Let’s look briefly at the three groups of folks that need help, and our responsibility to the Lord and to them:
- Be merciful to those who doubt
These are folks that are “on the fence” – they see the truth of God’s Word and the reality of Jesus, but are still drawn to the offer of immediate gratification and an easier life proclaimed by the false teachers. They are confused and have questions about both, and they have not fully committed themselves to either Christ or the false teachers.
And what is our responsibility to these doubters? To offer mercy to them. We are not to shun, ignore, belittle, or harshly rebuke them. After all, we had questions about putting our faith in Christ, and God graciously and mercifully answered our questions along the way – why would we do less for someone else on their journey?
- save others by snatching them from the fire
These folks are no longer on the fence – they are convinced and have decided to actively follow the false teachers. These folks know the truth of Christ, but are caught up in the thrill of the promise, not realizing that they are in grave danger. A small child is pulled toward the allure of a fire but does not understand the danger associated with getting too close. The child’s parents must watch out for the child’s well-being and rescue the child from harm if it gets too close.
Jude is saying the same thing for us. We must watch out for those who are pulled in by the empty promises of the false teachers that lead to death. We are not to write them off, but rather proactively seek them out as “lost sheep” for their own good. Jude is not saying we have the power to save people and give them eternal life – only God through Jesus can offer eternal life. What Jude is saying is that God uses us as part of His plan to bring others to Himself, including those in danger of false teaching and its deadly consequences.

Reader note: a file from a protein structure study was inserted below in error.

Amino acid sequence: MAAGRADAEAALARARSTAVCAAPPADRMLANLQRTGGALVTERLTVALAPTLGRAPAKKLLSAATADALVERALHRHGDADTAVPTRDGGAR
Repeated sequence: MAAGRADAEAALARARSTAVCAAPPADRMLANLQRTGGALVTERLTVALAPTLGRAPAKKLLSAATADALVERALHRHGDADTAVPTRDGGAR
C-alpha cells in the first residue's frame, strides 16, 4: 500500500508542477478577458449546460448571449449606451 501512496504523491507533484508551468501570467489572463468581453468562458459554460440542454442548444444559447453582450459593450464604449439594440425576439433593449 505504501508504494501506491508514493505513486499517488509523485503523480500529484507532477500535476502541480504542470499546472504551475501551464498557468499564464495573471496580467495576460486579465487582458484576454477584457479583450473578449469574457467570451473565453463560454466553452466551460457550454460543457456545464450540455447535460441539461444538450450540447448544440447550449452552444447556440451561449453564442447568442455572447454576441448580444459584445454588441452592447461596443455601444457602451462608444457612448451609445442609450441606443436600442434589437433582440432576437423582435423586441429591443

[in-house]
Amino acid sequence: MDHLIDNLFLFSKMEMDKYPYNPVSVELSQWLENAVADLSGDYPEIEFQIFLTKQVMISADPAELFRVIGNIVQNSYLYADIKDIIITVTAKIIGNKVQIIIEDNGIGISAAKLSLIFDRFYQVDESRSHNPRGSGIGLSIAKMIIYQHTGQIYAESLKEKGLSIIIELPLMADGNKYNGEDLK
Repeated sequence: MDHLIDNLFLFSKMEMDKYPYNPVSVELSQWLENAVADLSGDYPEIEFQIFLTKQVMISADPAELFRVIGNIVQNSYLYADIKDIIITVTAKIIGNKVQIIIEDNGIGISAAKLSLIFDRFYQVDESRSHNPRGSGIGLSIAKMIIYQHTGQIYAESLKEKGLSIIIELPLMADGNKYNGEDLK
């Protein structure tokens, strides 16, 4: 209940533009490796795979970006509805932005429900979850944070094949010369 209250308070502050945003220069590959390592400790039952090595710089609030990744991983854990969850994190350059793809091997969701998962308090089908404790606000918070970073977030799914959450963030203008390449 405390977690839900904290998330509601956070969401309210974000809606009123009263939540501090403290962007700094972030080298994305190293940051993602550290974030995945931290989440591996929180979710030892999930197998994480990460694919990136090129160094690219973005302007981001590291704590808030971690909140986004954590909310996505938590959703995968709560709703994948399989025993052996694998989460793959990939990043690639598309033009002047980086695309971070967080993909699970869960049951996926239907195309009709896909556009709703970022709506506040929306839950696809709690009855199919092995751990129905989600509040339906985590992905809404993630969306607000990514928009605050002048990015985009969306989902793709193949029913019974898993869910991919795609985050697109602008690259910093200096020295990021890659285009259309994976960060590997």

- to others show mercy, mixed with fear – hating even the clothing stained by corrupted flesh
These folks are not only convinced of the promises of the false teachers – they have become “evangelists” of their heresy, actively trying to convince others to follow. Jude acknowledges that this is very dangerous, and should not be taken lightly.
To rescue people who are caught up with the false teachers is basically marching into the enemy’s camp in broad daylight and taking back those who have strayed from the truth of God’s Word and His ways.
Jude says that we are to approach these folks who are now teaching others with mercy, and fear. We are to treat these folks with mercy, but go in the fear of the Lord, lest we are convinced of their evil ways and renounce Christ.
Jude says we are to hate anything evil that might rub off on us as part of that interaction with the very folks we are reaching out to. If you’ve ever had to do a really dirty job, when the job is done, the first thing you want to do is take a shower or bath and put your dirty clothes in the wash. And so it is with our spiritual lives when God calls us to seek out those who are deep in sin with false teachers and are convincing others to follow their evil ways.
May we seek Christ and Him only in our personal lives and walk, spending time in God’s Word, in prayer, and keeping an eternal perspective.
May we also seek the spiritual well-being of those around us who are confused by false teachers, convinced by the false teachers, and committed to the false teachers of our day.